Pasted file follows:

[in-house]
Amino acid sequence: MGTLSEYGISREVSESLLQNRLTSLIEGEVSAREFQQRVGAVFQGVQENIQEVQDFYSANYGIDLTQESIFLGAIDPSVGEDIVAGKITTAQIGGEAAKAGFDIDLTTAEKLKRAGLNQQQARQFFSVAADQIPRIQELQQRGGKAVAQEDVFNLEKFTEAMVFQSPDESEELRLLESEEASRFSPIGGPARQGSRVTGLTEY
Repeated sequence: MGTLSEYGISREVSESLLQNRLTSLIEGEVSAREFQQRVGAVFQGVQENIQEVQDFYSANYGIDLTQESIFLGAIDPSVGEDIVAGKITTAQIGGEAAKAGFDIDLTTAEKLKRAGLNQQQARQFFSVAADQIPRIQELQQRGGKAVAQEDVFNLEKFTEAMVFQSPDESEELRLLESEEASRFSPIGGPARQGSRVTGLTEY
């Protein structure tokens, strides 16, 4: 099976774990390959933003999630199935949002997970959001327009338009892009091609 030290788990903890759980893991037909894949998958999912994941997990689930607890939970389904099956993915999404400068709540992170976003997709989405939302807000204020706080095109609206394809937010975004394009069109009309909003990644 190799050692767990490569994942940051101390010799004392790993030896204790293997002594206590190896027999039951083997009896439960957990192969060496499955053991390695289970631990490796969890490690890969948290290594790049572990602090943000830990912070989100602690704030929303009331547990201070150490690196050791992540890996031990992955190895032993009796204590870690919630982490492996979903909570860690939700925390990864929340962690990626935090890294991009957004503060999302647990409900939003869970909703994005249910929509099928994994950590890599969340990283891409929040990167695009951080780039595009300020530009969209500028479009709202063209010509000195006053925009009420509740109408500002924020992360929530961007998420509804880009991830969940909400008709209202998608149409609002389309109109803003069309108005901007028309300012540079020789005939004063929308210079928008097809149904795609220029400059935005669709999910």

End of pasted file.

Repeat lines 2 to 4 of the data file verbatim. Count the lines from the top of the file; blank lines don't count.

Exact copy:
Amino acid sequence: MGTLSEYGISREVSESLLQNRLTSLIEGEVSAREFQQRVGAVFQGVQENIQEVQDFYSANYGIDLTQESIFLGAIDPSVGEDIVAGKITTAQIGGEAAKAGFDIDLTTAEKLKRAGLNQQQARQFFSVAADQIPRIQELQQRGGKAVAQEDVFNLEKFTEAMVFQSPDESEELRLLESEEASRFSPIGGPARQGSRVTGLTEY
Repeated sequence: MGTLSEYGISREVSESLLQNRLTSLIEGEVSAREFQQRVGAVFQGVQENIQEVQDFYSANYGIDLTQESIFLGAIDPSVGEDIVAGKITTAQIGGEAAKAGFDIDLTTAEKLKRAGLNQQQARQFFSVAADQIPRIQELQQRGGKAVAQEDVFNLEKFTEAMVFQSPDESEELRLLESEEASRFSPIGGPARQGSRVTGLTEY
């Protein structure tokens, strides 16, 4: 099976774990390959933003999630199935949002997970959001327009338009892009091609 030290788990903890759980893991037909894949998958999912994941997990689930607890939970389904099956993915999404400068709540992170976003997709989405939302807000204020706080095109609206394809937010975004394009069109009309909003990644 190799050692767990490569994942940051101390010799004392790993030896204790293997002594206590190896027999039951083997009896439960957990192969060496499955053991390695289970631990490796969890490690890969948290290594790049572990602090943000830990912070989100602690704030929303009331547990201070150490690196050791992540890996031990992955190895032993009796204590870690919630982490492996979903909570860690939700925390990864929340962690990626935090890294991009957004503060999302647990409900939003869970909703994005249910929509099928994994950590890599969340990283891409929040990167695009951080780039595009300020530009969209500028479009709202063209010509000195006053925009009420509740109408500002924020992360929530961007998420509804880009991830969940909400008709209202998608149409609002389309109109803003069309108005901007028309300012540079020789005939004063929308210079928008097809149904795609220029400059935005669709999910």